What happens when you declare bankruptcy                               

Filing for personal bankruptcy is a difficult decision that can have a significant impact on your financial future. If you are considering filing for bankruptcy in Canada, it is important to understand the process and what to expect. In this blog, we will explore what happens when you file for personal bankruptcy in Canada.

What is Personal Bankruptcy?

Personal bankruptcy is a legal process that allows honest but unfortunate individuals who are unable to pay their debts to be discharged from most of their debts. Bankruptcy is governed by the Bankruptcy and Insolvency Act, which outlines the rules and procedures for the process.

When you file for bankruptcy, you are required to disclose all of your assets and debts to a licensed insolvency trustee (LIT), who will help you analyze your situation and explain which assets you are able to keep. There are exemptions for certain assets, such as your primary residence, personal belongings, vehicle, and tools of the trade.

A first time bankruptcy process typically lasts 9 or 21 months, and a second time bankruptcy typically lasts 24 or 36 months, this is depending on your income, after which you are discharged from your debts (with some exceptions).

The Bankruptcy Process

  • Meeting with a Licensed Insolvency Trustee (LIT): The first step in the bankruptcy process is to meet with a licensed insolvency trustee (LIT) to discuss your financial situation. The LIT will review your debts, assets, and income to determine if bankruptcy is the best option for you. If bankruptcy is the best option, the LIT will help you prepare the necessary paperwork and file your bankruptcy with the Office of the Superintendent of Bankruptcy (OSB).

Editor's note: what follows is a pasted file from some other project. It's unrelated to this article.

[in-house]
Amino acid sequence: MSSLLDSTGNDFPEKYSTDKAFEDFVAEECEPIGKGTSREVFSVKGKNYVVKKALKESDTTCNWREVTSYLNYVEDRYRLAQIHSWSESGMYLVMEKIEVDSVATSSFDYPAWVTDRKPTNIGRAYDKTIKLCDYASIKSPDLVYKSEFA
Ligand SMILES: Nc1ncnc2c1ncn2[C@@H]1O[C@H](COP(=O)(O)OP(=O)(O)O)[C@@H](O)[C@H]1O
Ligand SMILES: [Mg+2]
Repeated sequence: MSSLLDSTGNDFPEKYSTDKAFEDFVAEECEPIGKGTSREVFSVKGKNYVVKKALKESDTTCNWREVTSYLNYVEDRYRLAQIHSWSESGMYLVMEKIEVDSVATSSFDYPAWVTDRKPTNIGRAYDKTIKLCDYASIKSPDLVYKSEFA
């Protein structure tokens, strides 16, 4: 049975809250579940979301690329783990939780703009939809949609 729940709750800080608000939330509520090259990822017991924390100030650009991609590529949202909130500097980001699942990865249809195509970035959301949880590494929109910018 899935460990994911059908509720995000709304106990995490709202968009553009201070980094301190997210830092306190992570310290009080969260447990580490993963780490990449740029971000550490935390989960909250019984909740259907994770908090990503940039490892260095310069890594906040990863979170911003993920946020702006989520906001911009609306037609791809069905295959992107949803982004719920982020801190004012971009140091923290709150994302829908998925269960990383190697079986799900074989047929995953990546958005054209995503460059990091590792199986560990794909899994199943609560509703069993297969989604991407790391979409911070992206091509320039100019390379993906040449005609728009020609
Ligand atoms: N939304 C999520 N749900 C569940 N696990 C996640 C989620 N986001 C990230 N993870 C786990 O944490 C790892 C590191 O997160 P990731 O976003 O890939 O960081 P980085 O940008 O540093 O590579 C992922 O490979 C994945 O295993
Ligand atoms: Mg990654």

• Assets: When you file for bankruptcy, you are required to disclose all of your assets to the LIT. This does not mean that you lose everything, bankruptcy protection is a tool to help you start over and it is not meant to add additional burden into your financial situation. This will be discussed with your LIT in detail at your initial consultation. 
  • Making Payment: If you have surplus income (income above a certain threshold), you may be required to make payments to the LIT for a period of time (21 months for a first-time bankruptcy and 36 months for a second time bankruptcy). The amount of the payments is based on a formula outlined in the Bankruptcy and Insolvency Act.
  • Attending Counselling Sessions: As part of the bankruptcy process, you are required to attend two credit counselling sessions. The first session is within the first 60 days of filing for bankruptcy, and the second session is before you can be discharged from bankruptcy.
  • Discharge from Bankruptcy: Once you obtain your discharge, you are released from most of your debts, with some exceptions (such as court-ordered fines, child support, and student loans if less than 7 years old).


Filing for personal bankruptcy is a difficult decision that can have significant consequences on your financial future. The process requires the guidance of a licensed insolvency trustee. While bankruptcy can provide relief from overwhelming debt, it is important to consider all of your options and seek professional advice before making a decision. If you are considering bankruptcy, speak with a licensed insolvency trustee to determine if it is the best option for your situation.